The Fuller Cut Barbershop Embraces Kids And Literacy To Be For Purpose

Walk into The Fuller Cut barber shop and you’ll find something interesting happening in Ypsilanti, Michigan. Kids are reading as they are getting their haircut. It’s good business for both the child and The Fuller Cut. Kids who read receive $2 off their haircut.

Photo Credit: The Fuller Cut

Photo Credit: The Fuller Cut

The shop is owned and operated by, Alex Fuller, a lifelong resident of Ypsilanti.  In 1994 Alex opened his first barber shop, a small, three chair establishment. Years later he purchased a building, did some renovations and brought in some great barbers.

According to a report in the Huffington Post, this idea is taking place in other barber shops across the country in places like Dubuque, Houston, and Columbus. Credit Alex Fuller for adopting a great idea. To quote Pablo Picasso, “Talent borrows, genius steals.”

More Than Literacy

Promoting literacy is only one aim of the discount offer. The purpose is to promote confidence and culture. According to Alex Fuller, “All our books have positive images of African-Americans — whether it’s astronauts, athletes or writers.”

Photo Credit: The Fuller Cut

Photo Credit: The Fuller Cut

Red Goldfish

The Fuller Cut is a great example of a Red Goldfish. A company that embraces purpose before profit. It’s learned that by being for purpose, you can create prophets.

Today’s Lagniappe (a little something extra thrown in for good measure) – here’s a video about The Fuller Cut from MLIVE:

The Foolproof Method to Uncover Corporate Purpose and Ignite Your Team's Passion

It brought me to tears often.

It was only one simple word: significance. Yes, our new business had made our “corporate purpose” revolve around just one word, and yet almost none of the 107 employees could recite this one word without being prompted.

I thought that we had checked every box off of our operational checklists, and done everything right as we started our new venture. Not only did we have the tangible tasks completed, but we had also taken the time to intentionally develop a culture that served both our customers and our team.

Every single day, I would ask the team members the same question, “Why do we exist? What is our purpose as a business?” The answers were varied, but again, virtually no one could succinctly answer the question.

At first I foolishly blamed the team. I often thought to myself in a childish manner, “What kind of dope can’t remember a one word answer?” My initial gut reaction, of course, was not correct nor fair to the team.

I knew that frustration would not get us closer to our goal, and I began to take the disconnect to heart…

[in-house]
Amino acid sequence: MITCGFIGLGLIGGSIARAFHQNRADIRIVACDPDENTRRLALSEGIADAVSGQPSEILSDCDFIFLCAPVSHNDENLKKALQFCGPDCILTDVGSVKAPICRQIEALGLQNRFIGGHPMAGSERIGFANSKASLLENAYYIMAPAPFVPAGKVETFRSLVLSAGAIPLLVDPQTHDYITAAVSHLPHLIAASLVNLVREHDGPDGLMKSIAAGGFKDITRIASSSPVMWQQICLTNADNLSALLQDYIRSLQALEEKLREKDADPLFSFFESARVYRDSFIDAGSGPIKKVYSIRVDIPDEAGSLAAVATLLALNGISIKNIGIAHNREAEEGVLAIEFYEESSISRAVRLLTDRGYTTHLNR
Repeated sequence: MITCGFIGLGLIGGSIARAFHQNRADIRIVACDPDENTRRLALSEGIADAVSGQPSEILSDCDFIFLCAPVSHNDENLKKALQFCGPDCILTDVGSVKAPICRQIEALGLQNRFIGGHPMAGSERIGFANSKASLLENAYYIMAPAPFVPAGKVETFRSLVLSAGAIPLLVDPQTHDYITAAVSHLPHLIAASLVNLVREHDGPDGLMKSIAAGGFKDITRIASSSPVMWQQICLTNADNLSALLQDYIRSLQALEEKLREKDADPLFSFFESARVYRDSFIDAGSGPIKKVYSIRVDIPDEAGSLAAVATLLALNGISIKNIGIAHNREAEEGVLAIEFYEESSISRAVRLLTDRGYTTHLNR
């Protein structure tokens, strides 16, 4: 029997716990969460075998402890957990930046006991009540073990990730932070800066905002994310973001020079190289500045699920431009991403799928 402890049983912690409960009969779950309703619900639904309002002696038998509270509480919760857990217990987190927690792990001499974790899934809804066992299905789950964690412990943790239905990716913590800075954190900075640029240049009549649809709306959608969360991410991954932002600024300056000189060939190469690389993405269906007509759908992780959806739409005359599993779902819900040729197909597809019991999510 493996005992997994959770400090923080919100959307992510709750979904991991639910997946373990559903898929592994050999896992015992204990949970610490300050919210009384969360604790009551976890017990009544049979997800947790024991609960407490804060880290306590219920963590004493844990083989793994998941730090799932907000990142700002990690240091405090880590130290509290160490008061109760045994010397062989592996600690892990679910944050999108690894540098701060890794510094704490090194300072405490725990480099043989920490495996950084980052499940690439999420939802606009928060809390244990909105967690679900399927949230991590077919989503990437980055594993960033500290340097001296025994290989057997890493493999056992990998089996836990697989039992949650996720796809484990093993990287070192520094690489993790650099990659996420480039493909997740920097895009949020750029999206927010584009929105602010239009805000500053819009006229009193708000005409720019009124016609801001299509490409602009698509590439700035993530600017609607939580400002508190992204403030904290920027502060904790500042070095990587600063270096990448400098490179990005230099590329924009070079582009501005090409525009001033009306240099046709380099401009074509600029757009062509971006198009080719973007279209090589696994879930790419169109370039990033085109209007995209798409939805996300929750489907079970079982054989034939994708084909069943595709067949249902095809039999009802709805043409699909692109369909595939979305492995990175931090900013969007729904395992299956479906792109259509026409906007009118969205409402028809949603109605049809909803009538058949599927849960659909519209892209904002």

I felt like a total failure for developing the culture that did not understand what it stood for.

It wasn’t until I made the revelation that although the culture’s purpose was simple and strictly defined; it was the team that was missing purpose in their work.

It didn’t matter what our leadership had written on a piece of paper, and was preaching to the company. Without the employees having conviction and feeling meaning in their work, there was no way that they were going to buy into the purpose that was constructed in a corporate boardroom.

You might be thinking that a lot of companies have a “corporate purpose” though…

I would tend to agree, but what percentage of employees actually know what this statement means? More importantly, how many employees actually live these words with all of their heart, spirit, mind, and action?

I would venture to say that corporate purposes fail to work for two predominant reasons, which are as follows:

  1. They’re too complicated.
  2. Employees don’t feel purpose in their contributions, and don’t align with the company.

Let’s start with that first point. Oftentimes, corporate boardrooms form these statements and “purpose-driven” cultures because “it’s the right thing to do” or “it’s good for business.”

The problem is that they turn their corporate purpose into more of a slogan, a contrived attempt at garnering employee buy-in, jam pack the statement with every buzzword, and/or all of the above.

The repercussions of not having a clear, easy to understand purpose in business is just as bad, if not worse, than not having one at all.

If the team doesn’t understand why the entity exists, then how can the people that you serve possibly know? On top of that, how can your customers excitedly share your business’ story with their network? 

How does one uncover corporate purpose?

I believe that you only have to answer one question: how do you improve the lives of the people that you serve? There are other questions that you can ask. However, it all starts and ends there. Once you have an exact statement that answers that question, the rest becomes much easier to develop.

The other reason for lackluster results with corporate purpose are employees that don’t have personal purpose in their work that aligns with the company. Call it purpose, meaning, or whatever else but it’s the fuel for all of the other positive qualitative factors.

Without purpose, a career quickly becomes the dreaded “job.” The position becomes all about the individual, and the employee demands to know how their employer can service their needs in the form of education, compensation, and stature.

If you think about it, solely profit-driven companies are only looking to leverage its employees for its shareholder returns, and the employee treats the company in the exact same way.

…How do we do help our people uncover more purpose?

I’ve read just about book, listened to every podcast, and watched every video on this topic. I’ve disseminated all of this information, and applied these principles using my life as the guinea pig. This is how I discovered the BASIC framework which is as follows:

Baseline– Notate what is providing and taking energy, and formulate a system for measurement and awareness. (I recommend physically writing everything down in a pocket-sized notebook, and translating it to Evernote).

Assessment Proactively become more self-aware by asking everyone in your network hard questions about your work, and identifying trends in your vocation. 

Strengthen Steward over your relationships, thoughts, behaviors, and actions to identify and focus on positives.

Intentionality Envision the perfect work day, and strategically add little positive behaviors to make daily progress toward that vision.